Let’s face it. In today’s digital world, we are dominated by gadgets and technology that are supposed to make us more connected. But if you’ve ever found yourself struggling to stay present in a conversation, you’re not alone. According to a recent study from Microsoft, the age of the smartphone has actually left us with shorter attention spans than that of a goldfish. When it comes to engaging with your customers, you can’t afford to be distracted. So how do you stay present?
Being present means you provide complete attention to the other person by minimizing the physical and mental distractions that characterize the typical business environment. This can be incredibly difficult though because most of us spend our time dreaming about the future or rehashing the past moments of what previously occurred. In the engagement center (contact center), this is even more difficult because engagement specialists (agents) are fielding one call after another with little time in between to put aside thoughts about the previous conversation that may distract them during the next call. When engagement specialists are not present, it causes frustration and annoyance – thus creating a bad customer experience from the start. Here are a few tips to help you stay present and demonstrate you care enough to listen:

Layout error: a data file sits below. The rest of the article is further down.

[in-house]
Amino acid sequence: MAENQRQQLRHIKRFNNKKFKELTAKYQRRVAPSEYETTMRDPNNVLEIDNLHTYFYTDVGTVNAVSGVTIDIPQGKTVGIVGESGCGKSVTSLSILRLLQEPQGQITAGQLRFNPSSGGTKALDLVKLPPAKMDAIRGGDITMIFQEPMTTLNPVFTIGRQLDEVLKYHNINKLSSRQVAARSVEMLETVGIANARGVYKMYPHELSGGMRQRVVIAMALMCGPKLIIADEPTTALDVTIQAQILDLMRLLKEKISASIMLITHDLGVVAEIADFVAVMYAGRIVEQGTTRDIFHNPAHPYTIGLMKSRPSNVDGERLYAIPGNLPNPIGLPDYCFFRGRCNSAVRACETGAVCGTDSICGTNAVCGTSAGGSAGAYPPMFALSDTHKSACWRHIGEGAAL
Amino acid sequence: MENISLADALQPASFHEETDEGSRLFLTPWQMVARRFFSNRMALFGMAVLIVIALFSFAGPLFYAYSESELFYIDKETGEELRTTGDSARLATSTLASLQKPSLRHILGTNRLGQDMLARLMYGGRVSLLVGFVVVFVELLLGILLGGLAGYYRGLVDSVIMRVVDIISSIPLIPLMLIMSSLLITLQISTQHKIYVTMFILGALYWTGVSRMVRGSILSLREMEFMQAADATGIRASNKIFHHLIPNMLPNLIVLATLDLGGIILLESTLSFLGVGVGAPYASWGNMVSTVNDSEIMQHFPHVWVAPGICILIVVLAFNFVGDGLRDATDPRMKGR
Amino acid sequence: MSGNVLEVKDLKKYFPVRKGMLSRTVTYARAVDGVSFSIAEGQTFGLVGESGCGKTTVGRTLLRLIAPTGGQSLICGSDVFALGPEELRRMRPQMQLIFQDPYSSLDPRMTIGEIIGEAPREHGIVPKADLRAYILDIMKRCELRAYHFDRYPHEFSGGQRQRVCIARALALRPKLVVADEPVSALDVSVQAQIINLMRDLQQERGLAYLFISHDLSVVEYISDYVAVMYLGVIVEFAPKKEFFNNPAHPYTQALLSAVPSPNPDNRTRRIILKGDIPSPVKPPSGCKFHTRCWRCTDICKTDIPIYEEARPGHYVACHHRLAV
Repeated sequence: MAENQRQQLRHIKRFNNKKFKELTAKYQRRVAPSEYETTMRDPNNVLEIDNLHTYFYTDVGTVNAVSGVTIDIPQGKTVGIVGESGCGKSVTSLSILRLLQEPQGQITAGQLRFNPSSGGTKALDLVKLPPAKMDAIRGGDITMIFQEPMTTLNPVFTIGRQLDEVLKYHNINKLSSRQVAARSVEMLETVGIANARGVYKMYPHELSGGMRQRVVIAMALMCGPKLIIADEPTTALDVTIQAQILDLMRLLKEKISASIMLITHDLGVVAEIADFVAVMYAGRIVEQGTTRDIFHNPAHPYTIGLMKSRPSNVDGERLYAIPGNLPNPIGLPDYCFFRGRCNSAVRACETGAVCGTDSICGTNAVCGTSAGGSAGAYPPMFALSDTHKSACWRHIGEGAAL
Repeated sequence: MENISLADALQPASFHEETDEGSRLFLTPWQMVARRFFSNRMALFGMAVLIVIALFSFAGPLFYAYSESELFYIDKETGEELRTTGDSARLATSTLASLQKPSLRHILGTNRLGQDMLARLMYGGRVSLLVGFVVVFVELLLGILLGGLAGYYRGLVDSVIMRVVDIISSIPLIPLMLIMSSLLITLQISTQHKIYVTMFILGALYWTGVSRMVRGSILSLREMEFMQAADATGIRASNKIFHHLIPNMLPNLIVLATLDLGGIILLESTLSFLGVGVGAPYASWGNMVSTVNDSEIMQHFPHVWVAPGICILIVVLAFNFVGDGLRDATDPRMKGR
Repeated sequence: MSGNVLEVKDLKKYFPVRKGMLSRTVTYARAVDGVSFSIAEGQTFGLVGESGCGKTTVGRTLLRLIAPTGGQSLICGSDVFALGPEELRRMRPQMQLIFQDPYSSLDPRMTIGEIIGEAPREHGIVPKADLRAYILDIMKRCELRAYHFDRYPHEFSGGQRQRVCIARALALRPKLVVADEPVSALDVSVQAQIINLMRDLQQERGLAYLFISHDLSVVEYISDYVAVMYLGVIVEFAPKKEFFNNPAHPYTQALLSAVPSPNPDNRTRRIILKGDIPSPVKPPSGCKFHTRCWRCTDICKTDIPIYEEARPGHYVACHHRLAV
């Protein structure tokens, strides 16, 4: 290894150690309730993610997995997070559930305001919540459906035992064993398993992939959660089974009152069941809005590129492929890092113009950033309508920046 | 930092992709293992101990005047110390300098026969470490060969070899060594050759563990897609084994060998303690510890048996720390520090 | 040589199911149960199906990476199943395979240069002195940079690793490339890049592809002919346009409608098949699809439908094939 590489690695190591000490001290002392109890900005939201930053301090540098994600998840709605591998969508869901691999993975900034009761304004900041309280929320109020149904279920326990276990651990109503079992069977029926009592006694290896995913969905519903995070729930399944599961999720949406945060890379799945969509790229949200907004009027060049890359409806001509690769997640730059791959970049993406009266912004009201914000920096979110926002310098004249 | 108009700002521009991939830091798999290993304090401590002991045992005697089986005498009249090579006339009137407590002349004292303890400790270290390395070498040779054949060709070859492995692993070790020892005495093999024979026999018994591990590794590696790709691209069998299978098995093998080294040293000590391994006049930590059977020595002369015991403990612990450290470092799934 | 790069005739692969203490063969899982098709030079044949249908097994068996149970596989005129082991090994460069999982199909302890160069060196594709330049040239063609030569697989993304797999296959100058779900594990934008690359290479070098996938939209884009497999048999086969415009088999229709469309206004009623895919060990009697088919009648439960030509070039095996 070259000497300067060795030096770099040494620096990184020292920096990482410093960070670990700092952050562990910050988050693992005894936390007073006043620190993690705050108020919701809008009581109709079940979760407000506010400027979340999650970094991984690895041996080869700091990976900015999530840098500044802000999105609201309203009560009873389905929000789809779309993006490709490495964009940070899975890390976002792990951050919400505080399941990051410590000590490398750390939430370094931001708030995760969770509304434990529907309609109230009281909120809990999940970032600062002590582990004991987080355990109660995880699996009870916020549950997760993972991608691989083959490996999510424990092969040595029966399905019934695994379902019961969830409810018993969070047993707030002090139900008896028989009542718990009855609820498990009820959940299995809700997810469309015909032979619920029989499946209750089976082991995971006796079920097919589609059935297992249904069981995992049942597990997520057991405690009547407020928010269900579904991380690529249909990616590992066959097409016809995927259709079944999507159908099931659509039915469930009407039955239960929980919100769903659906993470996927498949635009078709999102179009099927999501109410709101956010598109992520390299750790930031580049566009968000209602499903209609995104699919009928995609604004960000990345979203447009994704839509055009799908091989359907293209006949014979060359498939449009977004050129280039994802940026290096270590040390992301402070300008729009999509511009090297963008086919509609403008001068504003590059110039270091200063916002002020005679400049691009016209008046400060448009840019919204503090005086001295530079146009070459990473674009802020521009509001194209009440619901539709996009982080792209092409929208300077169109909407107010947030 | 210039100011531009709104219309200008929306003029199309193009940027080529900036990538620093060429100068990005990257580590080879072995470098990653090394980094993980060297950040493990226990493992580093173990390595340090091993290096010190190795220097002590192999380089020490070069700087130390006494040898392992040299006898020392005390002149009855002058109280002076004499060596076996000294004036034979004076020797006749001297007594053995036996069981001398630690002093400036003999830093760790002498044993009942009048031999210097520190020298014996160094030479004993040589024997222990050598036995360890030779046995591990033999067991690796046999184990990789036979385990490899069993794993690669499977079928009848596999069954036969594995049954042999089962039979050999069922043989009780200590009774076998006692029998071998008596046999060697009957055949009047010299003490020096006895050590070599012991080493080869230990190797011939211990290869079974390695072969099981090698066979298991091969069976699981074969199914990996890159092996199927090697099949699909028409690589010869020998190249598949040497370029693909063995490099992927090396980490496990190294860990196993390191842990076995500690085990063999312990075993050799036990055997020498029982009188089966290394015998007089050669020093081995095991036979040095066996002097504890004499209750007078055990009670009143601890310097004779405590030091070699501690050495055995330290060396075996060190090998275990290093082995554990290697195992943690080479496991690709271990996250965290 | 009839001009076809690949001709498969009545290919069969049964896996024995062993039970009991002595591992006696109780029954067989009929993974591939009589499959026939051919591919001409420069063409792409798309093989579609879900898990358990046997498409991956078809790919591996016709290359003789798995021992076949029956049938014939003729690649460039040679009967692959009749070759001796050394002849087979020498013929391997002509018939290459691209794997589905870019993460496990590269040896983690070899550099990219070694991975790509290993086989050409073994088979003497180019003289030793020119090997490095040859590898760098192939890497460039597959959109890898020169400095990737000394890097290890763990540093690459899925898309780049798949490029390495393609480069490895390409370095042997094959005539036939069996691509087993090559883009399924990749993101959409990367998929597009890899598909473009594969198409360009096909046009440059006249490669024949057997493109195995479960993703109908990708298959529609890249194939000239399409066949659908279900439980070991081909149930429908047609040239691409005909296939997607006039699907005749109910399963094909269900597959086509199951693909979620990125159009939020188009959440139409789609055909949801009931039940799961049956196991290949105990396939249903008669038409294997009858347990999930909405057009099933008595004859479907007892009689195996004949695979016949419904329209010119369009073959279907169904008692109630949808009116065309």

With so much competing for our attention these days, many have fallen into a trap, unfortunately, of thinking that parsing our attention is an effective way to manage the turbulent stream of messages coming at us. Research into multitasking, however, indicates that dividing our attention, at best, results in superficial thinking. In fact, while we all think we’re experts at multitasking, we’re actually only capable of handling a certain number of serial tasks in rapid sequence or a mix of automatic tasks with not so automatic tasks.
Technology provides us with a lot of power but being able to control it – instead of letting it control you – is not easy. Putting your mobile phone away and turning your email off during meetings are just two simple ways to help avoid distractions. Being present in both our personal and professional lives takes discipline and practice. However, by making a pledge to be present, you will realize optimal outcomes at work and at home. As you become more present, you’ll become deeply aware of the way your thoughts disrupt your attention. When you notice your focus drift, bring it back to the conversation.
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